Not too far from downtown, is a mountain that you can hike. I recommend going with a local because there are no signs. One could figure it out, but it might take you longer. The view from this mountain is incredible and the hike is intermediate, but worth it.

View from the mountain top in Guanajuato

Mommies Museum

Mommies in a museum in Guanajuato


Surrounding Guanajuato proper are “pueblos.” I believe they are technically, now, part of Guanajuato because the city has expanded, but they still have their original town form.

To the East of Guanajuato center is another town that sells jewelry – silver. Mexico is known for their silver so you can stop by and check them out.

Pueblo near Guanajuato

Weekend Trips

These weekend trips do not have to be done from Guanajuato. They can be done from Mexico City or you can stay there for longer than a weekend if you like. But, this is what we did. For the following, we rented a car and drove, but for the bigger places there are buses to get you to and from.

First Weekend Trip

Our first weekend, we went to the following places:

  • San Miguel de Allende
  • Queretaro
  • Dolores
  • Pyramid Ruins

San Miguel & Queretaro

San Miguel and Queretaro are about 2 to 3 hours away from Guanajuato and on the other side, it is about 2 to 3 hours from Mexico City.

Queretaro is a bigger town than San Miguel; however, San Miguel is a lot cuter. This is probably because there are a lot more foreigners there who bring in foreigner money.

San Miguel is similar to Guanajuato in terms of shape – it is also on a mountain where you have to go “down” to the city center.

There is a great churros and hot chocolate place not too far from the main plaza – definitely check it out. If you are here for around 24 hours (rather than a few hours) be sure to wander around the town – going outside the city center because there are so many cool streets and restaurants. The farther you go – the cheaper the prices are.

Queretaro has a few things to see such as an old aqueduct and some markets to buy whatever you like. There are nice colonial streets you can explore while looking at the different churches.

Dolores & Pyramid Ruins

On the way back to Guanajuato, we stopped in Dolores – a pueblo magico. Pubelo magicos are little towns that the country has deemed “too cute.” Which they are very cute, but after seeing a few, their rarity goes away because they all kind of look the same.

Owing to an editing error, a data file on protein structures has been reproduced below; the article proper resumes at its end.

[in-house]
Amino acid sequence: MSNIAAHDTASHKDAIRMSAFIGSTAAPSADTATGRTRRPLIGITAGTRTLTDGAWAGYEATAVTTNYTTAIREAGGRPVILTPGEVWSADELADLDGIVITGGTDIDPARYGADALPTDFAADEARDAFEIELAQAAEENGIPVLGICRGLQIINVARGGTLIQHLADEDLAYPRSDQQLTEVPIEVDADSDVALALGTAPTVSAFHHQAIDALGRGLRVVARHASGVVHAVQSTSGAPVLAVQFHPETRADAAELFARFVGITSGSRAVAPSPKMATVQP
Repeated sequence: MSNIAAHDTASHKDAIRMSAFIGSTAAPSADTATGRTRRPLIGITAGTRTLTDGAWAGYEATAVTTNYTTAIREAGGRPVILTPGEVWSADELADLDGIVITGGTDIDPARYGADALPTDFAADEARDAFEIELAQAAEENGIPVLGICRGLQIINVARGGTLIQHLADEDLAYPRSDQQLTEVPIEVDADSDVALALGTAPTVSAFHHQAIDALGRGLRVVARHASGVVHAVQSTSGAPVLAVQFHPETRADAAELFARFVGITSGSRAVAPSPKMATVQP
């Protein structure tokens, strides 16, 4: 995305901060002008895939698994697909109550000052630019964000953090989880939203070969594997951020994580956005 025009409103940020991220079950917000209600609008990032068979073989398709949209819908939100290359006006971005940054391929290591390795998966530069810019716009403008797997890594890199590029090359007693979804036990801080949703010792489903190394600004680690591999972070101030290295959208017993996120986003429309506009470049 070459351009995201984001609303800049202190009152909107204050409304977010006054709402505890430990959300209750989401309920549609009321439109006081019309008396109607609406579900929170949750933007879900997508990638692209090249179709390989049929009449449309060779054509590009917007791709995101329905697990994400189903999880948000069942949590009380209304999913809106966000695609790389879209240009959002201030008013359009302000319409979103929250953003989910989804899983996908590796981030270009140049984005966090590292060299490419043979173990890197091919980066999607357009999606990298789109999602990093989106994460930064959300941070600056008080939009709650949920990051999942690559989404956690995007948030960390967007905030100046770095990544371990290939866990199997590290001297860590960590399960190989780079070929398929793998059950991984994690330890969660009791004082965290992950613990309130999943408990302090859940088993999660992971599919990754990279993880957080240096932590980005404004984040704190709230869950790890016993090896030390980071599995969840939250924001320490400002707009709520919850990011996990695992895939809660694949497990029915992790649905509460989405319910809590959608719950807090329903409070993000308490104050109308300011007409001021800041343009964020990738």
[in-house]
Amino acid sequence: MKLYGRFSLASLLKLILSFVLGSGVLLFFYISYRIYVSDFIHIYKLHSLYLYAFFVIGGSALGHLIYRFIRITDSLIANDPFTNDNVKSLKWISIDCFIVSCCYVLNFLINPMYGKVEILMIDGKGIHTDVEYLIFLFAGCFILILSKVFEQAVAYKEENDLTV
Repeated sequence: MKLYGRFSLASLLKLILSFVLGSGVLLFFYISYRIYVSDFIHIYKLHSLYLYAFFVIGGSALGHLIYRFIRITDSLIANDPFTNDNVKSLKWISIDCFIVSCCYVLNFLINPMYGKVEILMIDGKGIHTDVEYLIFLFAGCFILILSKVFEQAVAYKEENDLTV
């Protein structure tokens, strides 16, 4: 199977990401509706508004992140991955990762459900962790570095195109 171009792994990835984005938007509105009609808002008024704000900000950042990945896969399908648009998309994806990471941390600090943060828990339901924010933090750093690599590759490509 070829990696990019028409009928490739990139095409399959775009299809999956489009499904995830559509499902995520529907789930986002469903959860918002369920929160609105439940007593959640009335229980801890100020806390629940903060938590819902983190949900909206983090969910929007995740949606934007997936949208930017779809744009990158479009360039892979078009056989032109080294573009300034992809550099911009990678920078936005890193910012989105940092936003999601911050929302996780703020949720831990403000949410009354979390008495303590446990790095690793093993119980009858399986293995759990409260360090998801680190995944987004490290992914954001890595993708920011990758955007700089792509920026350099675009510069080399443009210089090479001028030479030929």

It was Sunday so the main plaza was packed with people eating ice cream – this region is known for their type of ice cream so definitely try it! Street vendors will be everywhere!

We eventually stopped in a cafe – or what we thought was a cafe for something to drink, but it ended up being a full-fledged pizza restaurant, like one you would find in America such as BJ’s. Needless to say, it was pretty fancy for us. So we got some fancy drinks like a fancy coffee and a milkshake!

We also stopped at some pyramid ruins. There isn’t much to say about them besides how cool they are! Definitely make sure to check out some ruins in Mexico before leaving! There are ruins everywhere in the middle and south of the country so you don’t have to worry about seeing this particular one.

However, I do recommend going to the big one just north of Mexico City.

Second Weekend Trip

For this second weekend, we decided to go to Guadalajara. This is not recommended so much as a weekend trip from Guanajuato as the drive is around 5 hours. However, I wasn’t sure when I would be back so we rented a car again and drove it.

I think, for our first weekend trip, renting a car was perfect. However, renting a car for Guadalajara wasn’t as a good of a choice. It was fine, but let me explain roads in Mexico.

Driving in Mexico

Mexico has 2 types of highways – toll and no toll. No tolls are not that bad, but they take longer
(kilometers/miles) and often cars drive slower. Tolls are faster, nicer, and more efficient with driving time; however, cost more.

Driving to and from Guadalajara was quite expensive. In total, we paid 1,000 pesos in tolls which is about $50 USD.

Now, if we took the bus, the bus would have been around 300 pesos and we wouldn’t have had to worry about the actual driving part. Especially since we didn’t need the car in Guadalajara.

I explain about Guadalajara and things to do in a separate blog article. You can find it here.

Guanajuato is a Must See

In conclusion, to be super formal at the end haha, Guanajuato is a must see for any traveler to Mexico and the surrounding area is amazing!